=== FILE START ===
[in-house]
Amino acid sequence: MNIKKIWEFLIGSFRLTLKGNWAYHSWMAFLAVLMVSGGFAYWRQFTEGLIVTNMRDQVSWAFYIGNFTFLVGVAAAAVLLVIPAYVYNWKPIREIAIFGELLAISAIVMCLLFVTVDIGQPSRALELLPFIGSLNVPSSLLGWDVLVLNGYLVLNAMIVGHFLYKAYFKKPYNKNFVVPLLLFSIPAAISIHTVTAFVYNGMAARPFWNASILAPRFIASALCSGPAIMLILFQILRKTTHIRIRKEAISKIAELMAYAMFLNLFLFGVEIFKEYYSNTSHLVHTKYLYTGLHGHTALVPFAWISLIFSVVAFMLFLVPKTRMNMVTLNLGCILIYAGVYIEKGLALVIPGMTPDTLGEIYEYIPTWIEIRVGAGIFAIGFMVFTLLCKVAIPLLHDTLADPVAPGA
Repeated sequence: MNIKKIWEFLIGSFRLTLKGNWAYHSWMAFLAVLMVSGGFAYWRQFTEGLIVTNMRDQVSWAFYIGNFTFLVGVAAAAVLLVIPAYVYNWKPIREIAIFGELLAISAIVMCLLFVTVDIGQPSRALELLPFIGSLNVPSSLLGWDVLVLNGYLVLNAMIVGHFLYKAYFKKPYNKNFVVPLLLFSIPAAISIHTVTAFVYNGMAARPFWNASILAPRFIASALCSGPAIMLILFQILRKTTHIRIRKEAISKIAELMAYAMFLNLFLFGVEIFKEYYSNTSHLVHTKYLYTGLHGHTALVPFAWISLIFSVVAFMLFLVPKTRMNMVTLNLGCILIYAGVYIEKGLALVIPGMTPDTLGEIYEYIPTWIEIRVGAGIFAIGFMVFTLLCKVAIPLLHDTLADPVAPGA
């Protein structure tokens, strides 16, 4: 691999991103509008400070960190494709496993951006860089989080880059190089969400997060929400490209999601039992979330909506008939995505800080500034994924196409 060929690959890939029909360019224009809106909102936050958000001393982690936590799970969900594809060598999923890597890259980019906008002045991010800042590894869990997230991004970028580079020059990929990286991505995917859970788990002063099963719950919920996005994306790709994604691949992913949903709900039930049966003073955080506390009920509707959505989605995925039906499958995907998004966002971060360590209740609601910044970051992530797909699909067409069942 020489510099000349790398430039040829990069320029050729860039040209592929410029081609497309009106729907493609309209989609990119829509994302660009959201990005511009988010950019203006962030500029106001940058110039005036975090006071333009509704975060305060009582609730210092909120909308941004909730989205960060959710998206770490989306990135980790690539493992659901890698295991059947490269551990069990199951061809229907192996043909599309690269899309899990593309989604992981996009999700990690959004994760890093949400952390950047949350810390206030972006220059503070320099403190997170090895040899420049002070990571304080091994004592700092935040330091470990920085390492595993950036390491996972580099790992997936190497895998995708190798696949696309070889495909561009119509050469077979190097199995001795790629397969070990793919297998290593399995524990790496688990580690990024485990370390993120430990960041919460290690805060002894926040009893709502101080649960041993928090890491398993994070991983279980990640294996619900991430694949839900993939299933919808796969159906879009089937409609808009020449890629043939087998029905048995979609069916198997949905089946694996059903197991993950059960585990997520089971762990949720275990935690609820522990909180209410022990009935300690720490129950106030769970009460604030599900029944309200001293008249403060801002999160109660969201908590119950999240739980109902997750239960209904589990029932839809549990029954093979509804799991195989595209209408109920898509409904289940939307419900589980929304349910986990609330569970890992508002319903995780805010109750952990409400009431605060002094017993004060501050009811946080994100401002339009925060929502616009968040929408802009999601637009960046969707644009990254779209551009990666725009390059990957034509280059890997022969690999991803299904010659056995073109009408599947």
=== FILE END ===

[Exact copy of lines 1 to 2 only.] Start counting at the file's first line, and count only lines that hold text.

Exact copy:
[in-house]
Amino acid sequence: MNIKKIWEFLIGSFRLTLKGNWAYHSWMAFLAVLMVSGGFAYWRQFTEGLIVTNMRDQVSWAFYIGNFTFLVGVAAAAVLLVIPAYVYNWKPIREIAIFGELLAISAIVMCLLFVTVDIGQPSRALELLPFIGSLNVPSSLLGWDVLVLNGYLVLNAMIVGHFLYKAYFKKPYNKNFVVPLLLFSIPAAISIHTVTAFVYNGMAARPFWNASILAPRFIASALCSGPAIMLILFQILRKTTHIRIRKEAISKIAELMAYAMFLNLFLFGVEIFKEYYSNTSHLVHTKYLYTGLHGHTALVPFAWISLIFSVVAFMLFLVPKTRMNMVTLNLGCILIYAGVYIEKGLALVIPGMTPDTLGEIYEYIPTWIEIRVGAGIFAIGFMVFTLLCKVAIPLLHDTLADPVAPGA